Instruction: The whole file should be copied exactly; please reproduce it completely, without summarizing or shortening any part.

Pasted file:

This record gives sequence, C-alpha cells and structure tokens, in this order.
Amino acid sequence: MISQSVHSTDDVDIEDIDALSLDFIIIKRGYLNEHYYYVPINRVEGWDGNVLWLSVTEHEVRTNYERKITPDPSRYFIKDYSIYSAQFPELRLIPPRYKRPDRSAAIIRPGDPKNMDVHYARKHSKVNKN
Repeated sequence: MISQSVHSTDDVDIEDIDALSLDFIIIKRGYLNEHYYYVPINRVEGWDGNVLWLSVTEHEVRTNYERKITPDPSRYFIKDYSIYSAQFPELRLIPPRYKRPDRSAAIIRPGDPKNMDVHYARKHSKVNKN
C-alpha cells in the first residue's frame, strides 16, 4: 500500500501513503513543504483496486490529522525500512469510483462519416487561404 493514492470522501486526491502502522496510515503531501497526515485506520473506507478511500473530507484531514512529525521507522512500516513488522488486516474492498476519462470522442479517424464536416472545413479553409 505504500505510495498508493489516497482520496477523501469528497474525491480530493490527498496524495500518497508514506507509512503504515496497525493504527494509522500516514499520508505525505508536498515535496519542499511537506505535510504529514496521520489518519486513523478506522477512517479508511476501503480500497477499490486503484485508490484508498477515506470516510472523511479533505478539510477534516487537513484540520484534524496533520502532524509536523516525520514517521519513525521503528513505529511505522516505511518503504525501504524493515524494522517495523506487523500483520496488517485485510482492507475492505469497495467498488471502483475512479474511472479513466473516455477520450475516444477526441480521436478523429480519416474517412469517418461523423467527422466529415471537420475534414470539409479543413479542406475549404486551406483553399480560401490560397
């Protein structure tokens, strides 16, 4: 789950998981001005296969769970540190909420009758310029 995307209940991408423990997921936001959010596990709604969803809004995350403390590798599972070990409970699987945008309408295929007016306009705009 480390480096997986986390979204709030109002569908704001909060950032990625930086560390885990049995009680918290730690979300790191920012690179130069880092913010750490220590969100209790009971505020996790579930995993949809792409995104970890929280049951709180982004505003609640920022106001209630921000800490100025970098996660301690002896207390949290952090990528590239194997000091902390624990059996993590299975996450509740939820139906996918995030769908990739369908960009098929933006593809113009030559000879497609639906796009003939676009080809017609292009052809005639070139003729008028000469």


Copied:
This record gives sequence, C-alpha cells and structure tokens, in this order.
Amino acid sequence: MISQSVHSTDDVDIEDIDALSLDFIIIKRGYLNEHYYYVPINRVEGWDGNVLWLSVTEHEVRTNYERKITPDPSRYFIKDYSIYSAQFPELRLIPPRYKRPDRSAAIIRPGDPKNMDVHYARKHSKVNKN
Repeated sequence: MISQSVHSTDDVDIEDIDALSLDFIIIKRGYLNEHYYYVPINRVEGWDGNVLWLSVTEHEVRTNYERKITPDPSRYFIKDYSIYSAQFPELRLIPPRYKRPDRSAAIIRPGDPKNMDVHYARKHSKVNKN
C-alpha cells in the first residue's frame, strides 16, 4: 500500500501513503513543504483496486490529522525500512469510483462519416487561404 493514492470522501486526491502502522496510515503531501497526515485506520473506507478511500473530507484531514512529525521507522512500516513488522488486516474492498476519462470522442479517424464536416472545413479553409 505504500505510495498508493489516497482520496477523501469528497474525491480530493490527498496524495500518497508514506507509512503504515496497525493504527494509522500516514499520508505525505508536498515535496519542499511537506505535510504529514496521520489518519486513523478506522477512517479508511476501503480500497477499490486503484485508490484508498477515506470516510472523511479533505478539510477534516487537513484540520484534524496533520502532524509536523516525520514517521519513525521503528513505529511505522516505511518503504525501504524493515524494522517495523506487523500483520496488517485485510482492507475492505469497495467498488471502483475512479474511472479513466473516455477520450475516444477526441480521436478523429480519416474517412469517418461523423467527422466529415471537420475534414470539409479543413479542406475549404486551406483553399480560401490560397
């Protein structure tokens, strides 16, 4: 789950998981001005296969769970540190909420009758310029 995307209940991408423990997921936001959010596990709604969803809004995350403390590798599972070990409970699987945008309408295929007016306009705009 480390480096997986986390979204709030109002569908704001909060950032990625930086560390885990049995009680918290730690979300790191920012690179130069880092913010750490220590969100209790009971505020996790579930995993949809792409995104970890929280049951709180982004505003609640920022106001209630921000800490100025970098996660301690002896207390949290952090990528590239194997000091902390624990059996993590299975996450509740939820139906996918995030769908990739369908960009098929933006593809113009030559000879497609639906796009003939676009080809017609292009052809005639070139003729008028000469």